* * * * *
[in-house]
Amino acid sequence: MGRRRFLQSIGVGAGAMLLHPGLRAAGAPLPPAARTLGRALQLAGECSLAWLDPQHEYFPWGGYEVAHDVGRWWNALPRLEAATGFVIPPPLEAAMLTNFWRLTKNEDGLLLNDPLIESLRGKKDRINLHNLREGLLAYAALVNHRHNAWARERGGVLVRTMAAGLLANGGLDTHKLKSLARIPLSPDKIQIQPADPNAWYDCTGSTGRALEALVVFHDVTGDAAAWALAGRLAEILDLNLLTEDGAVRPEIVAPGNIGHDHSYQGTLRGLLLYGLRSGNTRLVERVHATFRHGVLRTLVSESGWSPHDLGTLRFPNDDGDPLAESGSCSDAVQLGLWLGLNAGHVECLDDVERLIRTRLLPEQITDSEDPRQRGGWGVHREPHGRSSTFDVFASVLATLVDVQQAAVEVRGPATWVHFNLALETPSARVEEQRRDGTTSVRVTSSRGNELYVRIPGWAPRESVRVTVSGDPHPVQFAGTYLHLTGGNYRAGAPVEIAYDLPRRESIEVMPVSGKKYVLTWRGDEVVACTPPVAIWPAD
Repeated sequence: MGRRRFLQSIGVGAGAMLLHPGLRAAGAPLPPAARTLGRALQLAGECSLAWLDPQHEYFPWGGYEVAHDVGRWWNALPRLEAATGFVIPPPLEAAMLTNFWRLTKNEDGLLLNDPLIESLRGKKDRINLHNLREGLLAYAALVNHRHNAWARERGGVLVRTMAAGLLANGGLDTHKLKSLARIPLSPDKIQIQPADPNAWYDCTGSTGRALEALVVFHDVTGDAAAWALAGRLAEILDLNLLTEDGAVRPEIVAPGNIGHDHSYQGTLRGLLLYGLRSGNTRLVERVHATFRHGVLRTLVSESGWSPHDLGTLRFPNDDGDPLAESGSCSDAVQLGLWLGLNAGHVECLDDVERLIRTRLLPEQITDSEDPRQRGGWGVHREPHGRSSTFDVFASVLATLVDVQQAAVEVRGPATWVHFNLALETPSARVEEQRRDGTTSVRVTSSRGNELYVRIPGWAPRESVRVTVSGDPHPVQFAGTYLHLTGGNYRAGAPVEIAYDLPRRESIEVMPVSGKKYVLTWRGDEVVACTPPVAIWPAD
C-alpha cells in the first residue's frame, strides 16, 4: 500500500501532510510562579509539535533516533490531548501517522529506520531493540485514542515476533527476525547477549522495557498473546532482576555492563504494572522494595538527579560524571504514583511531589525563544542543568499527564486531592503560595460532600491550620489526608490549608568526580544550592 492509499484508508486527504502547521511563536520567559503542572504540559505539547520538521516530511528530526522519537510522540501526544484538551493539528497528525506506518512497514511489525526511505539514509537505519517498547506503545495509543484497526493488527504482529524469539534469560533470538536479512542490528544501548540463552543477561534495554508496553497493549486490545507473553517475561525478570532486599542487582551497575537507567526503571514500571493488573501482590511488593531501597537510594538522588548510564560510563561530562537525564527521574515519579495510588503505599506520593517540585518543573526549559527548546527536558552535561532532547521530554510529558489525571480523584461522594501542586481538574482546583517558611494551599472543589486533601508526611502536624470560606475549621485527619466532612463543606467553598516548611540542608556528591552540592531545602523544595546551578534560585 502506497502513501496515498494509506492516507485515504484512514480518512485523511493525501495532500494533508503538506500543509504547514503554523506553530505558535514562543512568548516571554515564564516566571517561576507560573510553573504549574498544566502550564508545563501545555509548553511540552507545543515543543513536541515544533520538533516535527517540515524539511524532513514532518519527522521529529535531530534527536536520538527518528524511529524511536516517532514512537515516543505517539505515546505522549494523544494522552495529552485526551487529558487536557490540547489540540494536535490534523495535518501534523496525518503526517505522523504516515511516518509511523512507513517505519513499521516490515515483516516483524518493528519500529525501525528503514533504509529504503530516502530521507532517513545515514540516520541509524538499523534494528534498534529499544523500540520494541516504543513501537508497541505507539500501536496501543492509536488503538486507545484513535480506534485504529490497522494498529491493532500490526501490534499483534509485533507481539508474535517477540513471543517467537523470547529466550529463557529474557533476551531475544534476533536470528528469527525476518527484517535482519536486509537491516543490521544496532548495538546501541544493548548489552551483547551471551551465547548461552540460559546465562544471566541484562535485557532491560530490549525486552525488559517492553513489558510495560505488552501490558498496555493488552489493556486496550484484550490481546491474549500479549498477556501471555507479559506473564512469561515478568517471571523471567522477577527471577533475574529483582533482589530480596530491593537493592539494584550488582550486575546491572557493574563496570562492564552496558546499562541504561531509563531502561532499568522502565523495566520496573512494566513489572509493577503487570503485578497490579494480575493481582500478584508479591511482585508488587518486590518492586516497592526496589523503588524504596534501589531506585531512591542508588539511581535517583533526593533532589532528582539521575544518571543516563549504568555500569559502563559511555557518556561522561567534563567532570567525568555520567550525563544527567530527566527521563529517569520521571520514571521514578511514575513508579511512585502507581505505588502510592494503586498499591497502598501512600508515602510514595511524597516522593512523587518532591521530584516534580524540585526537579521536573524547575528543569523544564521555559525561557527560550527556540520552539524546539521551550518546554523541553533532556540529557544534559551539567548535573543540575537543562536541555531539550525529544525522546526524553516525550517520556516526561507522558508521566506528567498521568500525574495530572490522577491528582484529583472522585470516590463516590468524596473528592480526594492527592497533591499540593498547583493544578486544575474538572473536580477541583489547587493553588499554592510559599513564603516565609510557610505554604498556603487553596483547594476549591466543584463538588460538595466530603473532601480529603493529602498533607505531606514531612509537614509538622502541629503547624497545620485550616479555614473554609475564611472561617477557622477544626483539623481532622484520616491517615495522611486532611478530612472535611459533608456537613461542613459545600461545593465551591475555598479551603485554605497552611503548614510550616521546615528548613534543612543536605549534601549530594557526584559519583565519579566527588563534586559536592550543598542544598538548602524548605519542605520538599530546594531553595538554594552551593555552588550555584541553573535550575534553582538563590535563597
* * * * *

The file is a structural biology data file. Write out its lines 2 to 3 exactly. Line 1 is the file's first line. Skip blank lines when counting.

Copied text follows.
Amino acid sequence: MGRRRFLQSIGVGAGAMLLHPGLRAAGAPLPPAARTLGRALQLAGECSLAWLDPQHEYFPWGGYEVAHDVGRWWNALPRLEAATGFVIPPPLEAAMLTNFWRLTKNEDGLLLNDPLIESLRGKKDRINLHNLREGLLAYAALVNHRHNAWARERGGVLVRTMAAGLLANGGLDTHKLKSLARIPLSPDKIQIQPADPNAWYDCTGSTGRALEALVVFHDVTGDAAAWALAGRLAEILDLNLLTEDGAVRPEIVAPGNIGHDHSYQGTLRGLLLYGLRSGNTRLVERVHATFRHGVLRTLVSESGWSPHDLGTLRFPNDDGDPLAESGSCSDAVQLGLWLGLNAGHVECLDDVERLIRTRLLPEQITDSEDPRQRGGWGVHREPHGRSSTFDVFASVLATLVDVQQAAVEVRGPATWVHFNLALETPSARVEEQRRDGTTSVRVTSSRGNELYVRIPGWAPRESVRVTVSGDPHPVQFAGTYLHLTGGNYRAGAPVEIAYDLPRRESIEVMPVSGKKYVLTWRGDEVVACTPPVAIWPAD
Repeated sequence: MGRRRFLQSIGVGAGAMLLHPGLRAAGAPLPPAARTLGRALQLAGECSLAWLDPQHEYFPWGGYEVAHDVGRWWNALPRLEAATGFVIPPPLEAAMLTNFWRLTKNEDGLLLNDPLIESLRGKKDRINLHNLREGLLAYAALVNHRHNAWARERGGVLVRTMAAGLLANGGLDTHKLKSLARIPLSPDKIQIQPADPNAWYDCTGSTGRALEALVVFHDVTGDAAAWALAGRLAEILDLNLLTEDGAVRPEIVAPGNIGHDHSYQGTLRGLLLYGLRSGNTRLVERVHATFRHGVLRTLVSESGWSPHDLGTLRFPNDDGDPLAESGSCSDAVQLGLWLGLNAGHVECLDDVERLIRTRLLPEQITDSEDPRQRGGWGVHREPHGRSSTFDVFASVLATLVDVQQAAVEVRGPATWVHFNLALETPSARVEEQRRDGTTSVRVTSSRGNELYVRIPGWAPRESVRVTVSGDPHPVQFAGTYLHLTGGNYRAGAPVEIAYDLPRRESIEVMPVSGKKYVLTWRGDEVVACTPPVAIWPAD